Top Plant-Based Natural Protein Sources for Your Next Meal

Aneeca Y.

Nov 14 2022

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Protein is crucial for the human body since every cell contains this nutrient. It’s especially popular with fitness enthusiasts since it participates in building muscles. It’s a common misconception that your protein should come from meat sources. Plant based protein is much better since it packs more nutrients in fewer calories. Additionally, meat contains more LDL cholesterol, which can increase heart disease risk.

It’s 2021, and we have the blessing of finding different foods easily. It’s easy to come across natural protein sources if you know where to look. Check out this nutrient’s top sources and its critical benefits below!

Why Is Protein Important for Our Bodies?

You’ll find experts discussing which is more vital for the human body – fat or carbohydrate. However, nobody ever questioned that protein is important for our organism.

Here are the main reasons why you should look for high protein foods:

  • Boost muscle size and strength. Protein is crucial for athletes and fitness enthusiasts. It promotes muscle growth and helps to keep muscle mass when on a diet.
  • Reduces hunger levels and appetite. Scientific reports confirm that protein contributes to satiety. That makes it vital for any weight loss plan.
  • Optimizes blood pressure. If you choose high protein foods with healthy fats, you could lower blood pressure.
  • Promotes regeneration. Proteins are building blocks in most cells. They can help your organs and tissues to repair after an injury or damage.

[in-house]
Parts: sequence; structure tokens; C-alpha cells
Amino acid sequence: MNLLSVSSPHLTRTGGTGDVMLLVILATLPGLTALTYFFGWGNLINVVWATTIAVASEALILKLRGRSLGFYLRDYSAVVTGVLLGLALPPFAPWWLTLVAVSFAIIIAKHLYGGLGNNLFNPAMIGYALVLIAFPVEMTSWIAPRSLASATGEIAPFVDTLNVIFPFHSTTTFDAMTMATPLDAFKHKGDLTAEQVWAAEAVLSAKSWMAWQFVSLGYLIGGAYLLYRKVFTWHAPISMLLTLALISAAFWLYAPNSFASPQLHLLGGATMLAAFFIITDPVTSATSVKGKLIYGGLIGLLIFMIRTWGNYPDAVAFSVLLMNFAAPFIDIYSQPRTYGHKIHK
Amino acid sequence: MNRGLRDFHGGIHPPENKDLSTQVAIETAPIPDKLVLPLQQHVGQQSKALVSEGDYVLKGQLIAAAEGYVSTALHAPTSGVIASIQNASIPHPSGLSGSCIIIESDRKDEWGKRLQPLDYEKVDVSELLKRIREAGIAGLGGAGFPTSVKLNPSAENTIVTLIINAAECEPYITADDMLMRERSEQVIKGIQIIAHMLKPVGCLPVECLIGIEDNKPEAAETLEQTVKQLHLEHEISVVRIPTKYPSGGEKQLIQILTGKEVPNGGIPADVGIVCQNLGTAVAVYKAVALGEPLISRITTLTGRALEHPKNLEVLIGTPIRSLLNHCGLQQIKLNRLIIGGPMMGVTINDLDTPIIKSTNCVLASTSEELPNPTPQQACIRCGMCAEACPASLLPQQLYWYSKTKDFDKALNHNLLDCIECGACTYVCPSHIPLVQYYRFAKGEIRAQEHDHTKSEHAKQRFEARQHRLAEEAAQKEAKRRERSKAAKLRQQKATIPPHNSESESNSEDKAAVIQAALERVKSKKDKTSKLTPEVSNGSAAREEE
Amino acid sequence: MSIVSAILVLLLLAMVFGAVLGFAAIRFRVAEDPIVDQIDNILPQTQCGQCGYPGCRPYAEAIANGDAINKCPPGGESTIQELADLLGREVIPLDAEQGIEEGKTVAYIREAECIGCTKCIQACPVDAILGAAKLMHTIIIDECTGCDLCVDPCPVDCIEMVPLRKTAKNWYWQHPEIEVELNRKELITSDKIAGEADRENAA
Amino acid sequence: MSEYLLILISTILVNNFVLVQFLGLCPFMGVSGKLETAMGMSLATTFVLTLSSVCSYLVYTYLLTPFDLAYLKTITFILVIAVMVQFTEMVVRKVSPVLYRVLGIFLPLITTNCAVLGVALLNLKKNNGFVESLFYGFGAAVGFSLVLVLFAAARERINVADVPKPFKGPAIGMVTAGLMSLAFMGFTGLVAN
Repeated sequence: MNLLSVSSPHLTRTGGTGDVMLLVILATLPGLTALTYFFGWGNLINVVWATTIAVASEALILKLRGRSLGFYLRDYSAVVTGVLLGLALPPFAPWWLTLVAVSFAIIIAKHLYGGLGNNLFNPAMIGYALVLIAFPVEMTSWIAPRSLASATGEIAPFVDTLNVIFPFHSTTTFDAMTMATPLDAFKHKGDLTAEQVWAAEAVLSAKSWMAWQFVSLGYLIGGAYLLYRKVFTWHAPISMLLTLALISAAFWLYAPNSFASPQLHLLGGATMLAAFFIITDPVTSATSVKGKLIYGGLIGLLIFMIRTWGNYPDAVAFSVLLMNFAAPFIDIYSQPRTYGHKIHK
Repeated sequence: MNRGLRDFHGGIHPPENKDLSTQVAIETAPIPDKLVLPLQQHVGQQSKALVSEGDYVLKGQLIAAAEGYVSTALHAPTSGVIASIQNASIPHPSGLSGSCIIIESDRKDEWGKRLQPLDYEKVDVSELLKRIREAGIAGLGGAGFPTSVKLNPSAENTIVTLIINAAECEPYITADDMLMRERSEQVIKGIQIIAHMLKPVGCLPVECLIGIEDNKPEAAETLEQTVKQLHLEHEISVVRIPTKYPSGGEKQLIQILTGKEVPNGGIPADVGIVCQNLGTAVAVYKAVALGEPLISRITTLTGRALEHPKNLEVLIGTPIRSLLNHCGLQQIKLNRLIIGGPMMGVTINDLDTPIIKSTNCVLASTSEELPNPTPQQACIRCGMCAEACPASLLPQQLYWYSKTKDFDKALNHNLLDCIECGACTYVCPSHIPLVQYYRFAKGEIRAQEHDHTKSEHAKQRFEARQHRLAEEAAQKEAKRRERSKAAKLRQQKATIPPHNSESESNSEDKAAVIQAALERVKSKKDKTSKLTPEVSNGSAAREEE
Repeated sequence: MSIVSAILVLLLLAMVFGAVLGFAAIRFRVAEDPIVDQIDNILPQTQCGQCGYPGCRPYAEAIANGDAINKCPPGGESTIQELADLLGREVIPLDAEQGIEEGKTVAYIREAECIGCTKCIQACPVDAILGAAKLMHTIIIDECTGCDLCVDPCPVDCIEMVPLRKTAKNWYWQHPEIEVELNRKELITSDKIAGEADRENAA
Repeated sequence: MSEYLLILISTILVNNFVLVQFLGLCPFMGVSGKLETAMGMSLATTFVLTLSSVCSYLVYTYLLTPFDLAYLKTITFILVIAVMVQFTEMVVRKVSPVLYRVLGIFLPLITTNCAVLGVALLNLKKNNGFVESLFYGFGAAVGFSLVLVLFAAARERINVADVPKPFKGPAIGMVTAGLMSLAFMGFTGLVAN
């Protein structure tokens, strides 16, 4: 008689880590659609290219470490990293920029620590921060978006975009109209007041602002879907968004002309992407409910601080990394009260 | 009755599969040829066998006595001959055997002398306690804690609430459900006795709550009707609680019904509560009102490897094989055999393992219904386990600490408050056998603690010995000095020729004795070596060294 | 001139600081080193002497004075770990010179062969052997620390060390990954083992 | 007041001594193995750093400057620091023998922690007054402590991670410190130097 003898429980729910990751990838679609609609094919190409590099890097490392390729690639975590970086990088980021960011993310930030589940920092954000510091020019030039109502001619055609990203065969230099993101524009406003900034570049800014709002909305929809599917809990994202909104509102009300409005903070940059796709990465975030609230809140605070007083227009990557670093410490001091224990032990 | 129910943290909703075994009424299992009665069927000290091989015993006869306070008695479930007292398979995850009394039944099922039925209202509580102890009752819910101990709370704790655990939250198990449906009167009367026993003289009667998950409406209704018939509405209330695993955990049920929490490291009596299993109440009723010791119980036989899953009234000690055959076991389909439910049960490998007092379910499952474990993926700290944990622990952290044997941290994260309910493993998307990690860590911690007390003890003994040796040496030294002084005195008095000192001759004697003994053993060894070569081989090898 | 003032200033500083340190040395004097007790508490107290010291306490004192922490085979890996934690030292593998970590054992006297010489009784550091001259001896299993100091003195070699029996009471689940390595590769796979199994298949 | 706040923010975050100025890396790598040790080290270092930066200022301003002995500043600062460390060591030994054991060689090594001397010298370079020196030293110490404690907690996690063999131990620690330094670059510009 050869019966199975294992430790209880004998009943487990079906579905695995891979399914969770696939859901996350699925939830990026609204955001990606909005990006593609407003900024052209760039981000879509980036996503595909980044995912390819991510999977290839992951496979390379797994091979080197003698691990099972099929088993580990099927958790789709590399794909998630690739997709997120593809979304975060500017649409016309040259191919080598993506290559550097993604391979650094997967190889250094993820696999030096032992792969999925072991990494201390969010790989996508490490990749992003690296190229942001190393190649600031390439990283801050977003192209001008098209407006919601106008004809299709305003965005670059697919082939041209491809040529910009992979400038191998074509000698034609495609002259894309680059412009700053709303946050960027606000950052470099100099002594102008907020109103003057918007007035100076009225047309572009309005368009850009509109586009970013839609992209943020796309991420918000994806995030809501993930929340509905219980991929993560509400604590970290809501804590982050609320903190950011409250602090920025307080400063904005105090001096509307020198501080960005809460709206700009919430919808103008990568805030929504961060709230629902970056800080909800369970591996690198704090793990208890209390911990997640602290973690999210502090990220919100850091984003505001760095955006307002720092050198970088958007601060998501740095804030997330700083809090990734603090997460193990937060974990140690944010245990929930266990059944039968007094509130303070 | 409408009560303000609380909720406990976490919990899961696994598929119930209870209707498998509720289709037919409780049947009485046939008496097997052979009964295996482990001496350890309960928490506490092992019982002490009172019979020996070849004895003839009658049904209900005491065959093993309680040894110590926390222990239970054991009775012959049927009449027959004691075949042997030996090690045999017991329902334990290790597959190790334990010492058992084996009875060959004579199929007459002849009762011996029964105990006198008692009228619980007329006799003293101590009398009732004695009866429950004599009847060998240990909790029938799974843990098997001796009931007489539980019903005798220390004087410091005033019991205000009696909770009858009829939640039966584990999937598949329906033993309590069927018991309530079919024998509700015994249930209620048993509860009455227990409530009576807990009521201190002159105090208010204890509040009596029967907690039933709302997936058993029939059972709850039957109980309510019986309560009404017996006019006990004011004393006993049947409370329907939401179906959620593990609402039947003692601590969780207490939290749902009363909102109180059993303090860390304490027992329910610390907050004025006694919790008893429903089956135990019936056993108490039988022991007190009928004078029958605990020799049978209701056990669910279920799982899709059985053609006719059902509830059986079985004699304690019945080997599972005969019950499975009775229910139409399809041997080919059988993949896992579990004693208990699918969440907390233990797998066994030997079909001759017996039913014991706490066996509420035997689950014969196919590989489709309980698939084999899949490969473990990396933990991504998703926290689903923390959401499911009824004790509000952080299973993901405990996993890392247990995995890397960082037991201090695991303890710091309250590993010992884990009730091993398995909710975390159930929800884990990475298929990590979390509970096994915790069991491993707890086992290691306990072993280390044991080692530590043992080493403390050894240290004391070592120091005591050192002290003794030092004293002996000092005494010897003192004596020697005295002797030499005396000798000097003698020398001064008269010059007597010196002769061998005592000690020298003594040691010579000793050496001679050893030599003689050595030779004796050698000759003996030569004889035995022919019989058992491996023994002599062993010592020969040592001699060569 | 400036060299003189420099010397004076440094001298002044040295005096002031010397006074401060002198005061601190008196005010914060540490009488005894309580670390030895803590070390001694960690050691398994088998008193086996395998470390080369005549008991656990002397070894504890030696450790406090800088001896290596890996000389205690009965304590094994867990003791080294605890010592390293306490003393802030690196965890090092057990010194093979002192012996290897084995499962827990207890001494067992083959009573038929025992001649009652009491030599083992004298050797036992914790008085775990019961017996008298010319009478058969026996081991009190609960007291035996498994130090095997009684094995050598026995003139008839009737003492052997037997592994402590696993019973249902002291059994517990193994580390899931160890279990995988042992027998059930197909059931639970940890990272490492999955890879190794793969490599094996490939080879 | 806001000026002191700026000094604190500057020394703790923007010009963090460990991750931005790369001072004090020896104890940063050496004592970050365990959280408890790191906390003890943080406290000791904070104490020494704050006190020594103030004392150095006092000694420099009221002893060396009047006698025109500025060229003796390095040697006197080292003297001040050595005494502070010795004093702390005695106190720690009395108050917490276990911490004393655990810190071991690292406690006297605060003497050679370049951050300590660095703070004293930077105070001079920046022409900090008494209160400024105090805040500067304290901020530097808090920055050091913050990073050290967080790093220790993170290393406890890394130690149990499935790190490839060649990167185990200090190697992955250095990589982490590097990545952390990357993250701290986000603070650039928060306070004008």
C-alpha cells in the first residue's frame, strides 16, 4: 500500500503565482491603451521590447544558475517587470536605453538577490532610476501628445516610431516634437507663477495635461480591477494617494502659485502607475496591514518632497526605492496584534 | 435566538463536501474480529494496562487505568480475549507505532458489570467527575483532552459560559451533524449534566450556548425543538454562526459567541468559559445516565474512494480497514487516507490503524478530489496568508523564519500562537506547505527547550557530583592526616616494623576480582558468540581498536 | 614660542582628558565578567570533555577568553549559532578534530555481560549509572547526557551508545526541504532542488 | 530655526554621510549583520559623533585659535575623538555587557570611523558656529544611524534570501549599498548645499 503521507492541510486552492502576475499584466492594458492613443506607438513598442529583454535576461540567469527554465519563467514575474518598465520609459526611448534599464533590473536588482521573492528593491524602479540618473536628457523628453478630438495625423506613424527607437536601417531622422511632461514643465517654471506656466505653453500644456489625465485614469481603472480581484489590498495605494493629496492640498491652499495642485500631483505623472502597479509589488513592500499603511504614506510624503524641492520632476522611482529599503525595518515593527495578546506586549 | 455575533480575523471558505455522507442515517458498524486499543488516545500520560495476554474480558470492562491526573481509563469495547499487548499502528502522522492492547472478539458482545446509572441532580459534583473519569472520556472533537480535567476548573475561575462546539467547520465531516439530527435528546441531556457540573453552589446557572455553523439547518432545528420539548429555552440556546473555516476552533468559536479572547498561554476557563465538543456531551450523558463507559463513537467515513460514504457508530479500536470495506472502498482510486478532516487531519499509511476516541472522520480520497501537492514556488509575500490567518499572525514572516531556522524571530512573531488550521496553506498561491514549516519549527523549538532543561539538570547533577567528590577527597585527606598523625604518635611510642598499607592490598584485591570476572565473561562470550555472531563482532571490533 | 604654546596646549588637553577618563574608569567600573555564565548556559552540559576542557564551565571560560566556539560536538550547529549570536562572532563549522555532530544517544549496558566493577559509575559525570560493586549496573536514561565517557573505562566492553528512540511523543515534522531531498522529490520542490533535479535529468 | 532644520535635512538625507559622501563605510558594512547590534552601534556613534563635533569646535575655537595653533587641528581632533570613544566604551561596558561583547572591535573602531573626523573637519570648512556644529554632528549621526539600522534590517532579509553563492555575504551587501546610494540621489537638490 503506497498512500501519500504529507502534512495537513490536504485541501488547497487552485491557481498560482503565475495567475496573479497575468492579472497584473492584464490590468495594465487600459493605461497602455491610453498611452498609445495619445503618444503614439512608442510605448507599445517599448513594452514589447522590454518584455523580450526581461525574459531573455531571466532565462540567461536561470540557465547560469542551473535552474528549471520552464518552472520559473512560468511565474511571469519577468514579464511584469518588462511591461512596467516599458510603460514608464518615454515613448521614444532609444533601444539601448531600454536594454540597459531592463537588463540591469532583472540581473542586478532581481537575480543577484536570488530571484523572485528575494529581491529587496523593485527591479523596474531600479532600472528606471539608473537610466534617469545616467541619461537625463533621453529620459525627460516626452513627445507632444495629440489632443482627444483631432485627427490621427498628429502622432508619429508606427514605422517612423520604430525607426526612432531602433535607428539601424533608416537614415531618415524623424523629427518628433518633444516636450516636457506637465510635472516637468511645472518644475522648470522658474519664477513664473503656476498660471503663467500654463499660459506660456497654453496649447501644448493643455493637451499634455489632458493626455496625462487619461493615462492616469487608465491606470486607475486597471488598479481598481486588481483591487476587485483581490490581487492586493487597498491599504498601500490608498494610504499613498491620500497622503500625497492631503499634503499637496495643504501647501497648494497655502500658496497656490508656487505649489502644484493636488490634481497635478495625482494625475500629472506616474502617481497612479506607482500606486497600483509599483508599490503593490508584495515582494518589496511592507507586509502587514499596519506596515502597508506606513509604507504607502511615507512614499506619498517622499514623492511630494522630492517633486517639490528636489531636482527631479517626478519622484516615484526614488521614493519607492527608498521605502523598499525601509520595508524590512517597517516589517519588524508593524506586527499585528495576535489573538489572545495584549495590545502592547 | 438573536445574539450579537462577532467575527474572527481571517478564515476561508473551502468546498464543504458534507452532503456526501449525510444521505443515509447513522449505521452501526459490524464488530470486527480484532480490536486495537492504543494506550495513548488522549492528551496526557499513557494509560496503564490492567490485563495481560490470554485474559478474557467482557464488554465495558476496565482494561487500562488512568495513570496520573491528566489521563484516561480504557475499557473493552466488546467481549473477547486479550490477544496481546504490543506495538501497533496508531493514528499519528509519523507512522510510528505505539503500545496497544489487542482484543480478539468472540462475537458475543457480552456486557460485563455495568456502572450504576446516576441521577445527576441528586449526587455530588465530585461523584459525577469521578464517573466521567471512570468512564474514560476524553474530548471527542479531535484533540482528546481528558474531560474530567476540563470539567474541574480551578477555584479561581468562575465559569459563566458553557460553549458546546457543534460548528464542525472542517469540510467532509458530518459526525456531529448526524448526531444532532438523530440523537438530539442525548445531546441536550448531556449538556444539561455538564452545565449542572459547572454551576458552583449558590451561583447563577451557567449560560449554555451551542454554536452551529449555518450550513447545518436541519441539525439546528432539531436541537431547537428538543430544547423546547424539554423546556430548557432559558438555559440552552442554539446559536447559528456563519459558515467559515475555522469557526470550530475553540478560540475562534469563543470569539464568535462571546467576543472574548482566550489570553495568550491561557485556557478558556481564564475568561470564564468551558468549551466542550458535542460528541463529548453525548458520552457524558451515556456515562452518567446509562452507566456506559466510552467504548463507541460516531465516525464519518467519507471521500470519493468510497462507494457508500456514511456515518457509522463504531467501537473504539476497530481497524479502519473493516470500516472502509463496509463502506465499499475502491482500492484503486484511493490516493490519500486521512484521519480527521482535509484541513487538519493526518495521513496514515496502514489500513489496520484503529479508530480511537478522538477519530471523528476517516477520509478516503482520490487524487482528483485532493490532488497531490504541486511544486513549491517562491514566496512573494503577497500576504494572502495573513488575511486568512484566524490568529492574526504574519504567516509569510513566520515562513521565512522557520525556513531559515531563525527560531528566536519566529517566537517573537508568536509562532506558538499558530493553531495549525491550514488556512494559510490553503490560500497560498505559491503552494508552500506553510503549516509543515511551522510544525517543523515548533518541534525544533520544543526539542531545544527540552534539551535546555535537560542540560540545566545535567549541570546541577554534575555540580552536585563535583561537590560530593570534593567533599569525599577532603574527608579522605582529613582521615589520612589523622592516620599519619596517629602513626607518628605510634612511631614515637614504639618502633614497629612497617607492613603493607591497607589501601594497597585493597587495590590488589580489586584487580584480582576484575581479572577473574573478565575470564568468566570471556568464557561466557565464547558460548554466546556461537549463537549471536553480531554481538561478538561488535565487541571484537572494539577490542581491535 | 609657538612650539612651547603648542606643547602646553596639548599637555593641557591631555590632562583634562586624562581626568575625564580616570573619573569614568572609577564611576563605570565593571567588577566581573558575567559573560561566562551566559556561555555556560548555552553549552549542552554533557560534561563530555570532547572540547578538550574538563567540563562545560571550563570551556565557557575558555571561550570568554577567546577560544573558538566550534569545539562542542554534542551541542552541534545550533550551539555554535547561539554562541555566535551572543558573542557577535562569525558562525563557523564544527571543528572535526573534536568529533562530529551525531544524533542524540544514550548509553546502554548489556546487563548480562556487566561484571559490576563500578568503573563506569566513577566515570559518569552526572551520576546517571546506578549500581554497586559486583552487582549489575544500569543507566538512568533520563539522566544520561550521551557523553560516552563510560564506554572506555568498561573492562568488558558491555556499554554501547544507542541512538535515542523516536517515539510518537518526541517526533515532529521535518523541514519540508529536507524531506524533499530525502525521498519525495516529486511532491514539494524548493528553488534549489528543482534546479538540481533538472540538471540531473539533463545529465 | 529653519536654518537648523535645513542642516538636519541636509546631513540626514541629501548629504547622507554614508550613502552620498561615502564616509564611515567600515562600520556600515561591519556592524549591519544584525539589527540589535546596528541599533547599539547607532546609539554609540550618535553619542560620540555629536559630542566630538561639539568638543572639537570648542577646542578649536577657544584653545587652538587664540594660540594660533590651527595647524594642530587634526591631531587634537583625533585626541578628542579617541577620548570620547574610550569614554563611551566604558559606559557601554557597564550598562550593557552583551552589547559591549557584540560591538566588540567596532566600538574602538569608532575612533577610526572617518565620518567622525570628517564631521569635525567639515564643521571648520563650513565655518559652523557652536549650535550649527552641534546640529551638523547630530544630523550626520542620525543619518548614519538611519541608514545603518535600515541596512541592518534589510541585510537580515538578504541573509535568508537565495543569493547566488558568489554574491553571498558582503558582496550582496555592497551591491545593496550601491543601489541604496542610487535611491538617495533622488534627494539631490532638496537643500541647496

• Supports your immunity. This nutrient helps to form antibodies, which can help to fight viruses and other foreign invaders.

Vegetarian burgers made from plant based protein

How Much Protein Should You Consume Daily?

The Harvard Health Blog explains you need 0.36 grams of protein per pound of your weight. For example, if you weigh 100 pounds, you should consume 36 grams of protein daily.

The exact amount varies on your daily habits. Those working out regularly will consume more than people leading a sedentary lifestyle. However, the percentage of protein in your daily diet should be at least 10%. The experts also suggest it shouldn’t cross 35% to ensure it’s well-combined with other nutrients.

Top Plant-Based Protein Sources

It’s not an exaggeration to say that healthy food is everywhere. The trick lies in choosing meals that fit your diet but secures a sufficient nutrient intake. Here is how to get protein as a vegan easily!

Legumes natural protein source

  1. Legumes

Protein amount: Up to 18 grams per cup
Other nutritional information: Fat (0-1 g/c), fiber (10-15 g/c), 200-250 calories

You’ll often hear that legumes are a natural substitute for meat. Black beans, lentils, and chickpeas are all high-protein foods. You can get creative when preparing food with legumes. From bean burgers to soups, burritos, and even pasta, the options are endless. If you don’t feel like preparing legume food often, meal deliveries can help to maintain a healthy lifestyle.

high protein peanut butter

  1. Peanut Butter

Protein amount: 3.5 grams per spoon
Other nutritional information: Fat (8 g/c), fiber (1 g/c), 95 calories

Have you ever thought that this tasty treat is among the best sources of protein? A single tablespoon will secure 3.5 grams of this nutrient. Apart from offering lots of protein, peanut butter is rich in fat. You can probably think of dozens of ways to consume this ingredient. You can put it on bread, mix it with fruits, or even eat raw peanut butter.

vegan protein soybeans

  1. Soybeans

Protein amount: 31.3 grams per cup
Other nutritional information: Fat (27.5 g/c), fiber (10 g/c), 400 calories

Although vegans often consume soy, they might be unaware that soybean is among the best sources of protein. You can find this bean in a can and whip up homemade hummus to enjoy for breakfast.

The ingredient itself doesn’t contain a lot of carbs. That makes it suitable for ketogenic and other low-carb diets. If you don’t mind the extra carbs, use soybeans to make a tasty falafel. Some other soy forms rich in protein include defatted soy flour (TVP) and tempeh.